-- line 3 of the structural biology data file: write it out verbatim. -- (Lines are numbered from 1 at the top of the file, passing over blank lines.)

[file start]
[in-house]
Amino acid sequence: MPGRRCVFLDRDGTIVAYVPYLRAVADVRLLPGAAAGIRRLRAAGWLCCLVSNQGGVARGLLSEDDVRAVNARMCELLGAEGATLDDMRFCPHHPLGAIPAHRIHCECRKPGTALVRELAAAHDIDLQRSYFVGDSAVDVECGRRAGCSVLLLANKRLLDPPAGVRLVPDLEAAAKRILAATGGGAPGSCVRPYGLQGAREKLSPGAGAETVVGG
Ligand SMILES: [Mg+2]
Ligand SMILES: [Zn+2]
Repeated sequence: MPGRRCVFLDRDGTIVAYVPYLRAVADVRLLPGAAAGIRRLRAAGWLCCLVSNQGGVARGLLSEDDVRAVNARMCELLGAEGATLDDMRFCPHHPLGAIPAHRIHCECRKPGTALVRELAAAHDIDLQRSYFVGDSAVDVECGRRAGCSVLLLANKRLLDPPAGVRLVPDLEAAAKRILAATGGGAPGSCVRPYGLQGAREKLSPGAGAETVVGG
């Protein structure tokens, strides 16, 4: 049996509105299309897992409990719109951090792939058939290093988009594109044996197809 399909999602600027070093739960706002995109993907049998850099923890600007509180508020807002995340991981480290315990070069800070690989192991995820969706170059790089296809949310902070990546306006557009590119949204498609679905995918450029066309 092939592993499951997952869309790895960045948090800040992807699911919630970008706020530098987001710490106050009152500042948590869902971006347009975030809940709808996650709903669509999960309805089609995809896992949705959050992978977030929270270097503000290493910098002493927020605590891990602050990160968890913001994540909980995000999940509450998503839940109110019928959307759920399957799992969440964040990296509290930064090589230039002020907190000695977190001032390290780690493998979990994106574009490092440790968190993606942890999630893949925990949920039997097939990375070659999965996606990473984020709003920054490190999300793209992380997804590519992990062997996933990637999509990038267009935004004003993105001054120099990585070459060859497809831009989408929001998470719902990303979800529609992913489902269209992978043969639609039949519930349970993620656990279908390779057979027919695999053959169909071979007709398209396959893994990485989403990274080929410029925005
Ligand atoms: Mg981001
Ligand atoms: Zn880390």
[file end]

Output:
Ligand SMILES: [Mg+2]